"One Woman Initiative" seeks to change the world, one woman at a time
Washington -- A unique, new public-private program aims to improve lives around the world, one woman at a time.
Secretary of State Condoleezza Rice launched the One Woman Initiative, which will be aimed exclusively at Muslim women living in some 40 countries. A "women's empowerment fund" of $100 million -- $67 million from the U.S. government and the rest from private corporations and foundations -- will support programs such as business and leadership training and improved access to justice.
In introducing the program May 12 at the State Department, Rice told her listeners that "in an age where women are climbing to new heights, we must pause for a moment and direct our concerns toward those who have been left behind."
INSPIRED BY BENAZIR BHUTTO
The initiative is inspired by Benazir Bhutto, the former prime minister of Pakistan who was assassinated December 27, 2007, while campaigning for another term as prime minister after eight years in exile.
The death of this moderate Muslim woman leader was an inspiration "to help nurture others who could become forces for moderation and peaceful change," Rice said.
Ambassador Shirin Tahir-Kheli, Rice's senior adviser for women's empowerment, told America.gov that the State Department was approached by a number of people who felt the tragic death of Bhutto was an opportunity for "shoring up women around the Muslim world."
Tahir-Kheli said the One Woman Initiative is unique because it will enhance currently funded programs and help other programs that might not otherwise get assistance.
Rules governing who can qualify for government funding "are pretty onerous," the ambassador acknowledged. "So small NGOs [nongovernmental organizations], small women's programs that have capacity to make a big difference often don't have the wherewithal to even apply."
In contrast, the One Woman Initiative, itself a nonprofit organization, will have a greater ability to reach out to individuals and small programs through its private-sector arm, she said.
"What's exciting," Tahir-Kheli told America.gov, is that "this is the first public-private sector initiative in the United States that is focused on three areas: justice, opportunity, leadership."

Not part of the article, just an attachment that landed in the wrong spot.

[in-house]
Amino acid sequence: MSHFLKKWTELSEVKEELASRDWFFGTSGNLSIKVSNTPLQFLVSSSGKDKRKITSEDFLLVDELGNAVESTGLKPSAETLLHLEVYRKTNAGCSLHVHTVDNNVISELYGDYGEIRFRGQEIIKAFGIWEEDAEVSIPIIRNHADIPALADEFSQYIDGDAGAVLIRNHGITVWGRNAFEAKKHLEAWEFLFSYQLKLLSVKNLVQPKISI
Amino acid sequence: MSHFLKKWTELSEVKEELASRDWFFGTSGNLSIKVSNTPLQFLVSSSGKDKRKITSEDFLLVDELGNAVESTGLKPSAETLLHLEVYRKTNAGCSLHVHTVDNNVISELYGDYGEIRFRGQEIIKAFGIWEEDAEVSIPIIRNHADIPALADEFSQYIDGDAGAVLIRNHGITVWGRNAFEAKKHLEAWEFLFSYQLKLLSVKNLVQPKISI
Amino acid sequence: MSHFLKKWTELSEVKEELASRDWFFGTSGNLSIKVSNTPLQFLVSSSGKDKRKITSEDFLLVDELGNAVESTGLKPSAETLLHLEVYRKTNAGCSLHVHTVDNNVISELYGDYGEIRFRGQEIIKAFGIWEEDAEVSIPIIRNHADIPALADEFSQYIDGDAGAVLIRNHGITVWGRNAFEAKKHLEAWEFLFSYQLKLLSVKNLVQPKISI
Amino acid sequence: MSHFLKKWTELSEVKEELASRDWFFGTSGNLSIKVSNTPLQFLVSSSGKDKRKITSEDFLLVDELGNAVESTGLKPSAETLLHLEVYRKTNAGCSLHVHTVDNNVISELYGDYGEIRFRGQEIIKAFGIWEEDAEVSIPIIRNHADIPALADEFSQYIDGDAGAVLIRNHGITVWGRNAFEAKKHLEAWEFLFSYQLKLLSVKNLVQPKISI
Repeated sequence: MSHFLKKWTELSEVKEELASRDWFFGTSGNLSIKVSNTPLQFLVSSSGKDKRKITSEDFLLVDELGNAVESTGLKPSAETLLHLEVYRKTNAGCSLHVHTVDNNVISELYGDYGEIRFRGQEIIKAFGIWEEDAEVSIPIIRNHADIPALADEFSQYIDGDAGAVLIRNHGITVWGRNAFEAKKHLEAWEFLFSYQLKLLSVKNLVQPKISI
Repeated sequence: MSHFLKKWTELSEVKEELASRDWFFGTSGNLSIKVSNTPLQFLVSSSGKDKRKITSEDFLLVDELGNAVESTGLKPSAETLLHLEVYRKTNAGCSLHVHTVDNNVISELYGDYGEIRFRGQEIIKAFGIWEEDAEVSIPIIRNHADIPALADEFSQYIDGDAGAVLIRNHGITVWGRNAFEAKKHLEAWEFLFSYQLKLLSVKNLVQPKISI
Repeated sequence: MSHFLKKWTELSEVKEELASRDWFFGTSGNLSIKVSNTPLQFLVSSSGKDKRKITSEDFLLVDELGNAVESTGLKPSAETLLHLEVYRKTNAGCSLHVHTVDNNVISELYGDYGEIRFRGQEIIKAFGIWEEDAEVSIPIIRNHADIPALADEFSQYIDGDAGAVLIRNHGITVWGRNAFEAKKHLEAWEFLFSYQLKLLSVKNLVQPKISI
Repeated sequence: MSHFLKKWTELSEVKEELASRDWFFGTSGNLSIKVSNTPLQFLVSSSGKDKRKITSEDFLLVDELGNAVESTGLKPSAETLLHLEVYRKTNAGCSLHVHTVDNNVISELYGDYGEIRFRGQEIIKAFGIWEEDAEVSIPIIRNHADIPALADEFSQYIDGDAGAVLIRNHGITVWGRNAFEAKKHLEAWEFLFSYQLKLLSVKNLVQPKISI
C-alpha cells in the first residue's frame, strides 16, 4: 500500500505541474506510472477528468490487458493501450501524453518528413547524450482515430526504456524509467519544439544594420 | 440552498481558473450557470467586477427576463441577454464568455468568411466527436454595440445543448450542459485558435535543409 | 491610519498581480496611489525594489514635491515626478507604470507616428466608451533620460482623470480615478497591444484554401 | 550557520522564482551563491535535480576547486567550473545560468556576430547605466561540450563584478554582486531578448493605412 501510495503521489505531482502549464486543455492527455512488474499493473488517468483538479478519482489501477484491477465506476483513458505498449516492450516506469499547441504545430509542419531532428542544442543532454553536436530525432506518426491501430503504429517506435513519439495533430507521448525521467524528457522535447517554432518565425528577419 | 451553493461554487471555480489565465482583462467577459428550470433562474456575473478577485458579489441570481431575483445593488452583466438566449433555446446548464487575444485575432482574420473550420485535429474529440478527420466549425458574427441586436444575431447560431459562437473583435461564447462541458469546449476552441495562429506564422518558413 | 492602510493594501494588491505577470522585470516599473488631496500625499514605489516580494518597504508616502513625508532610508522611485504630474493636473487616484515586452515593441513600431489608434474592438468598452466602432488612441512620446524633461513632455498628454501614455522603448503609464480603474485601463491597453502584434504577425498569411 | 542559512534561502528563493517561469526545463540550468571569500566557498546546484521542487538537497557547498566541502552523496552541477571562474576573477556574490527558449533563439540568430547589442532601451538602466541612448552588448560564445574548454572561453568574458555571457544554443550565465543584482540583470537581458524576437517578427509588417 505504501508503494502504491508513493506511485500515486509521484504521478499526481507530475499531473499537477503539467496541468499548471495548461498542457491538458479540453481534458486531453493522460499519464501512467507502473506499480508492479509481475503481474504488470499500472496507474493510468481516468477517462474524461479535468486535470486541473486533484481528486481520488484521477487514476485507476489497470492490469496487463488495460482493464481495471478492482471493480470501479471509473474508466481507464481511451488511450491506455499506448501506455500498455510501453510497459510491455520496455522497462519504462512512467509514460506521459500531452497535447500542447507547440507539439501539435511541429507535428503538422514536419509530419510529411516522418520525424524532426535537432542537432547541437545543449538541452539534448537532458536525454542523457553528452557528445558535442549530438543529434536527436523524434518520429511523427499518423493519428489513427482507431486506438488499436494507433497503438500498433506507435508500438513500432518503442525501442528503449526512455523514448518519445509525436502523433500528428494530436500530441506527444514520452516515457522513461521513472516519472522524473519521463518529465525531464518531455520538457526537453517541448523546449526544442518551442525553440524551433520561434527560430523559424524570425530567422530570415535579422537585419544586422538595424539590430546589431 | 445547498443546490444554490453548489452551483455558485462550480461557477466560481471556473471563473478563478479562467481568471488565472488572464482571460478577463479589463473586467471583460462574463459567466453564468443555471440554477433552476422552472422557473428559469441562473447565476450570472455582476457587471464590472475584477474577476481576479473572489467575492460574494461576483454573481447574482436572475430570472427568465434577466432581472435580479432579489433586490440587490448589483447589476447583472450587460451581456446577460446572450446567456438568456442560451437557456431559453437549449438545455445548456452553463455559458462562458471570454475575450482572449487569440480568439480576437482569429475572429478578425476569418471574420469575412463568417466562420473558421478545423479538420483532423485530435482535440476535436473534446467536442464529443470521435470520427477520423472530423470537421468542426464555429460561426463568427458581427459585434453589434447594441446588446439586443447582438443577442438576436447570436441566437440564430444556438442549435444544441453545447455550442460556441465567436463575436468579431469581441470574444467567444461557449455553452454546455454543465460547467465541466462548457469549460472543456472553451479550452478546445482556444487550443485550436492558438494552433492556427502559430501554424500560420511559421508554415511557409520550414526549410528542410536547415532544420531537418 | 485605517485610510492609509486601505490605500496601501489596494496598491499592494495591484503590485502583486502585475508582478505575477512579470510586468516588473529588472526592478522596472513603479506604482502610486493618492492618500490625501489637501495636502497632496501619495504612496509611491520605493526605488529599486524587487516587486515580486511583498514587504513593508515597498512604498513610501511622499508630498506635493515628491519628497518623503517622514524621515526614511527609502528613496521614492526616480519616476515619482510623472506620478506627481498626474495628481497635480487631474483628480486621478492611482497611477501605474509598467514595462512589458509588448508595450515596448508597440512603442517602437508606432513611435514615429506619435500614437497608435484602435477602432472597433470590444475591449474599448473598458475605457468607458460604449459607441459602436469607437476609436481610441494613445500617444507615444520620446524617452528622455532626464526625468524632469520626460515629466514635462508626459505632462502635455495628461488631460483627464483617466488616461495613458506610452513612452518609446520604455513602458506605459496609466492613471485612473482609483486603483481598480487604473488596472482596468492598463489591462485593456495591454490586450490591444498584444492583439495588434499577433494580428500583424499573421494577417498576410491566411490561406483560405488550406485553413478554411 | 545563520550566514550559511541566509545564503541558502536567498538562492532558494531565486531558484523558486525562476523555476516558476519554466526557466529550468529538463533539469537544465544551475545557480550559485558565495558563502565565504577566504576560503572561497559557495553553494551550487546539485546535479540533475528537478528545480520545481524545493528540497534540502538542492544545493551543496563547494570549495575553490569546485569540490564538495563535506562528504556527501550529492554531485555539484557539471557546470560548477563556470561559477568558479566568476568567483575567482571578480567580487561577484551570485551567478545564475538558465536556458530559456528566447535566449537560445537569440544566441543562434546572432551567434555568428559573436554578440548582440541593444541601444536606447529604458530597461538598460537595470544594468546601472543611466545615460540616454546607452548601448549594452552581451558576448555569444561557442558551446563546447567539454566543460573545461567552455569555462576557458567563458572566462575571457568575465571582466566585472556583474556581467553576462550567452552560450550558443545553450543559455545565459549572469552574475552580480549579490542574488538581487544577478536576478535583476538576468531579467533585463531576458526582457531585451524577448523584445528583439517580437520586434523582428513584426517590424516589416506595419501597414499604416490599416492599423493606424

Government funding will be supervised by Henrietta Fore, administrator and director of U.S. foreign assistance at the U.S. Agency for International Development (USAID).
The private-sector segment will be chaired by Carly Fiorina, chairwoman and chief executive officer of Carly Fiorina Enterprises, which is focused on global economic development and grassroots empowerment programs.
Working with Fiorina are Sheila Johnson, philanthropist, entrepreneur and co-founder of Black Entertainment Television (BET); Pat Mitchell, president of the Paley Center for Media; and Farooq Kathwari, chief executive officer of Ethan Allen Interiors.
Rice, during a May 12 interview on CBS's The Early Show, said the treatment of women is "a bellwether of how well we're doing in terms of the spread of decency, of dignity for human beings."
The One Woman Initiative is an "initiative to recognize what can be done if women are empowered. ... [I]f you can empower one woman, she can empower a village. That village then can empower a town and, ultimately, a whole society," Rice said.
A fact sheet on the program is available on the Fiorina Foundation Web site.
About America.gov: U.S. State Department's Bureau of International Information Programs (IIP) engages international audiences on issues of foreign policy, society and values to help create an environment receptive to U.S. national interests.
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